WASHINGTON DC Accusations of election fraud rang out during a congressional hearing yesterday, but those seeking a recount of last monthÄôs election did not provide hard evidence that Republicans relied on voter fraud to win Ohio for President Bush.
In an unofficial hearing held by Democrats on the House Judiciary Committee, former Democratic presidential candidate Jesse Jackson urged an investigation into charges that Ohio officials suppressed the anti-Bush vote in critical areas of the state, particularly in black communities where voters strongly backed Democratic nominee Sen. John Kerry.
"The 2004 election is not past tense," Jackson testified. He insisted that critics of the election are not "whining" about a lost election but rather fighting for a fair outcome.
"This race is not over until it is certified that every vote is counted and honored and until a full investigation shows that every vote was honored," he said.
BushÄôs 118,775-vote victory in the critical state of Ohio has provoked angry charges of voter suppression and fraud from third-party candidates as well as some Democratic lawmakers. The Green and Libertarian parties are urging a county-bycounty recount that could cost state taxpayers $1.4 million.
KerryÄôs campaign has backed the effort for a recount, although the senator issued a statement yesterday making it clear he doubts a new tabulation will result in his winning Ohio.
"ItÄôs critical that we investigate and understand any and every voting irregularity anywhere in our country, not because it would change the outcome of the election but because Americans have to believe that their votes are counted in our democracy," Kerry said.
The hearing Äî chaired by Rep. John Conyers, D-Mich., the ranking Democrat on the judiciary committee Äî did not attract a single Democratic House lawmaker from Ohio. Because the majority Republicans control all House committee hearings, yesterdayÄôs event was more of a forum than a legal congressional hearing.
Unlike most hearings, each witness was enthusiastically applauded and cheered by the crowd. In addition to Jackson, the witnesses were Eleanor Smeal, executive director of the Feminist Majority Foundation; Susan Truitt, co-founder of Citizens Alliance for Secure Elections in Ohio; Ralph Neas, president of People for the American Way; and Cliff Arnebeck, a Columbus attorney representing the Alliance for Democracy.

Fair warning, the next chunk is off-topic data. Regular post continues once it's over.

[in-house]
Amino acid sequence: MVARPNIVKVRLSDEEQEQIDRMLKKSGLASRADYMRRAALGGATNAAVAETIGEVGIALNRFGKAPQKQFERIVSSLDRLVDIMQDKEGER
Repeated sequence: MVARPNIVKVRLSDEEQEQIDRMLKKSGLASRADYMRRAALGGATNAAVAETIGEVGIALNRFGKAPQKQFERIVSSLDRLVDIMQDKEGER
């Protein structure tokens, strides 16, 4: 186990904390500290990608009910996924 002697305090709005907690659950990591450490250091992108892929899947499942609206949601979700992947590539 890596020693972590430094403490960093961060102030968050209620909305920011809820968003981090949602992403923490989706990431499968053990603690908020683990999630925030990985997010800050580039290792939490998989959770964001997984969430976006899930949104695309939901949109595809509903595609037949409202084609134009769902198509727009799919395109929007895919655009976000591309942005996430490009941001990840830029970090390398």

They argued that voting officials attempted to suppress black turnout by failing to place enough voting machines in certain areas, which created long lines and discouraged many voters from casting their ballots.
Charging that the "election system of the United States has been taken over by private corporations," Truitt asserted that one man had been fired from his job because he waited in line to vote.
"This is despicable," she said. "This is not America. This is not the America that we are from. This election needs to be dissected. We have statistical evidence of fraud in this election."
Arnebeck echoed her, saying, "The fraud in this election in Ohio must be fixed before this election is final."
Conyers invited Ohio Secretary of State J. Kenneth Blackwell to testify, but the Republican declined.
Carlo LoParo, a spokesman for Blackwell, said Blackwell considers it "insulting" to both Democratic and Republican county elections officials who work in tandem to "assert that there was some grand conspiracy" to steal the election from Kerry.
LoParo called yesterdayÄôs hearing "irresponsible and absurd," but he added that Blackwell is cooperating with a review of the election process in various states being conducted by the U.S. Government Accountability Office, the investigative arm of Congress.
Blackwell this week certified the official results in Ohio.
Two protesters in Columbus, former California congressman and Green Party gubernatorial candidate Dan Hamburg and his wife, were arrested yesterday on trespassing charges when they tried to deliver a letter to Blackwell inviting him to the hearing.
William A. Anthony Jr., the chairman of the Franklin County Board of Elections and of the county Democratic Party, said recently that heÄôs offended by charges leveled by "a band of conspiracy theorists."
Dispatch reporter Mark Niquette contributed to this story.